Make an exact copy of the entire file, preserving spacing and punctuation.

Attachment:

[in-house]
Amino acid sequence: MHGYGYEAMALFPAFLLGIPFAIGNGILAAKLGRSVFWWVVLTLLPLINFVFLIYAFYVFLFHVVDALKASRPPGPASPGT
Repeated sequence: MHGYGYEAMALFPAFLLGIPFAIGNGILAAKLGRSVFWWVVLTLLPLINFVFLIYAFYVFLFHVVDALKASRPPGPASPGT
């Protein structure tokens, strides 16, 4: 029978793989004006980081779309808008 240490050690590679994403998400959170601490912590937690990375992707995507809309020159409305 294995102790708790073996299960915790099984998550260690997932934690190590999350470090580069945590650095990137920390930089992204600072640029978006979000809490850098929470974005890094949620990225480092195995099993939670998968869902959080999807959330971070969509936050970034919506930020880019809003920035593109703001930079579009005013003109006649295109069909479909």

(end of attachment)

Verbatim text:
[in-house]
Amino acid sequence: MHGYGYEAMALFPAFLLGIPFAIGNGILAAKLGRSVFWWVVLTLLPLINFVFLIYAFYVFLFHVVDALKASRPPGPASPGT
Repeated sequence: MHGYGYEAMALFPAFLLGIPFAIGNGILAAKLGRSVFWWVVLTLLPLINFVFLIYAFYVFLFHVVDALKASRPPGPASPGT
């Protein structure tokens, strides 16, 4: 029978793989004006980081779309808008 240490050690590679994403998400959170601490912590937690990375992707995507809309020159409305 294995102790708790073996299960915790099984998550260690997932934690190590999350470090580069945590650095990137920390930089992204600072640029978006979000809490850098929470974005890094949620990225480092195995099993939670998968869902959080999807959330971070969509936050970034919506930020880019809003920035593109703001930079579009005013003109006649295109069909479909």